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by Barbara Berger
New American Library, 2002
Review by April Chase on Feb 11th 2003

Fast Food for the Soul

I am not sure why Barbara Berger decided to name her book "Fast Food For the Soul." She doesn't mention a reason anywhere in the book. And I must admit, I started reading this book with a really bad attitude, because of that title. Fast food for the soul - what exactly does the author mean by that, I wondered. Will it clog my mental arteries like grease from a cheeseburger?  Will I have to work off excess soul calories like doing extra aerobics to make up for eating half a cheese pizza? I found it to be an interesting and unfortunate choice of names, to say the least.

After reading the book, I am still not too sure about the name, but the actual contents were really more like macrobiotics for the soul. Definitely good for you, and pretty spare; more nouvelle cuisine than gravy-topped or chicken-fried.

Subtitled "The Road to Power," this book deals heavily with affirmations, and reads like an extremely long one. "We are what we think. We become what we believe. Our life is what we visualize. Our life is what we say it is." Thus begins our journey to self-realization, and every chapter of the book is full of similar cosmic sound bites. Perhaps the fast food part refers to the feel-good effect these pearls of wisdom may have on readers. French fries, after all, are pretty satisfying, and so is this if you pay attention.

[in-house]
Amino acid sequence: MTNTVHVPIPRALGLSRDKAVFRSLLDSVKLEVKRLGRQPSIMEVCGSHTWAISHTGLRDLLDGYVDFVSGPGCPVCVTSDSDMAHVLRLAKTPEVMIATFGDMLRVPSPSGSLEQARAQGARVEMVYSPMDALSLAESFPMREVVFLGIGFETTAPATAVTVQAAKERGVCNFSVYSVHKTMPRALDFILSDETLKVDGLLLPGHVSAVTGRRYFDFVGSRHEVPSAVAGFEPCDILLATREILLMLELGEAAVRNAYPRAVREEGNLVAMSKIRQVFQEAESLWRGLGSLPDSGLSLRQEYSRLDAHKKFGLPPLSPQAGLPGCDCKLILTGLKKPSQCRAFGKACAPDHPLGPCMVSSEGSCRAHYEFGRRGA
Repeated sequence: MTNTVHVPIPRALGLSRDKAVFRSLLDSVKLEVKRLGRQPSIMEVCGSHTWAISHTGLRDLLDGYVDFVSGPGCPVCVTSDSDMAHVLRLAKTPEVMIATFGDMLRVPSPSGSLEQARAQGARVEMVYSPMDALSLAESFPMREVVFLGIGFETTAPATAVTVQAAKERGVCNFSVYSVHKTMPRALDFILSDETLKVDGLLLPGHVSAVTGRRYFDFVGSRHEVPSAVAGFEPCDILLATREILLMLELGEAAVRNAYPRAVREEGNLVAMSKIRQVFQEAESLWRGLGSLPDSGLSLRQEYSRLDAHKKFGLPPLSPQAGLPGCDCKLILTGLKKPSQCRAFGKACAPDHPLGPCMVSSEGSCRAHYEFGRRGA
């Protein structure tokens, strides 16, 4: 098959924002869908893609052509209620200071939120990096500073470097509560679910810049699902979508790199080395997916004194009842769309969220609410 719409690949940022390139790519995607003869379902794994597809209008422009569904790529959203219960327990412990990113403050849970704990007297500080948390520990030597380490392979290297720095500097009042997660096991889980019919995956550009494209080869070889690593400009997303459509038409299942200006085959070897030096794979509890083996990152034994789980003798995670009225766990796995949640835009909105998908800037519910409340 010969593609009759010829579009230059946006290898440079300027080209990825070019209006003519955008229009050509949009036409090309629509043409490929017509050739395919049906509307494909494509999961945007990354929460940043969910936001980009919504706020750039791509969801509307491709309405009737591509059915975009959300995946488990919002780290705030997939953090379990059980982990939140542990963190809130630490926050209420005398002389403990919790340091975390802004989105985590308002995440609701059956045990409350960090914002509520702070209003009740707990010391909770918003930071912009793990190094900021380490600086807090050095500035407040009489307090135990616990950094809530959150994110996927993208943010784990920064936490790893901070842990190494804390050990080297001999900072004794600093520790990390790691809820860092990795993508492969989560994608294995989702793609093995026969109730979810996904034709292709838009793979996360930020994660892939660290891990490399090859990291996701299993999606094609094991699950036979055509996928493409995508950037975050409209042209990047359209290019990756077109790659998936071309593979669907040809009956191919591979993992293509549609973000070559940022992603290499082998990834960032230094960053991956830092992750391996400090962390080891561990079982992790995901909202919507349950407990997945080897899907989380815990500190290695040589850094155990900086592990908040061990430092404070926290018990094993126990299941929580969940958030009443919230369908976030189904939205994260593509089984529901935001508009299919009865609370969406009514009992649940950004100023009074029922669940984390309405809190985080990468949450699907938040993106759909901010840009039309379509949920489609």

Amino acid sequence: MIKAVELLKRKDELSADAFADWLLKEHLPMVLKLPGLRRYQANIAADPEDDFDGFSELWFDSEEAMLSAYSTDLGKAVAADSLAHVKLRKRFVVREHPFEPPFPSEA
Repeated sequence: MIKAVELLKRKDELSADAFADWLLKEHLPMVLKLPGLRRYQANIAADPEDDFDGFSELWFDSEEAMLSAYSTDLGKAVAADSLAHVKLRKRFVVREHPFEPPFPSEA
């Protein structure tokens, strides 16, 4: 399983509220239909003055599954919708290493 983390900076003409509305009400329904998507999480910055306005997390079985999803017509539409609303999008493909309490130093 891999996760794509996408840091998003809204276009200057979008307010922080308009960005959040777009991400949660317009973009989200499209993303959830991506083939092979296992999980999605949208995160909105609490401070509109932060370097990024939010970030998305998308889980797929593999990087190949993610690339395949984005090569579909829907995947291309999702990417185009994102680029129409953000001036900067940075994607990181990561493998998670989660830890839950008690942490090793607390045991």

Berger notes that the power of affirmations or mantras has long been recognized. "The Bible and other ancient scriptures all speak of the power of the word. They teach that our words are the creative force of the universe, alive with power for good or evil." Many branches of psychology likewise recognize the immense power of words, phrases, and voice.  Berger supplies affirmations, as well as suggestions on how to create your own effective versions, on just about every topic you can think of, from releasing the negatives in your life, to eating less. These, too, are often short, catchy, memorable phrases along the lines of, "Everything in the universe is energy and energy doesn't like to be trapped or to stagnate. Energy likes to circulate," and "Nobody, and I mean nobody, is going to come and save you from your life. You are going to have to do it all by yourself."

Fast Food for the Soul is not a very long book, only 152 pages, but there is a lot of wisdom packed in those pages. Although the language is deceptively simple - no flowery adjectives, complicated phrasing, dramatic monologues or other distractions here - give it a chance. It took me a couple of chapters to decide that Berger is not talking down to her readers. She is just putting everything as simply as possible, so everybody gets it and the maximum amount actually sticks. And there are lessons here that everyone could benefit from, with the possible exception of those few people already as positive and motivated as Mary Poppins. Give it a shot!

 

© 2003 April Chase

 

 April Chase is a freelance journalist and book reviewer who lives in Western Colorado. She is a regular contributor to a number of publications, including The Business Times of Western Colorado and Dream Network Journal.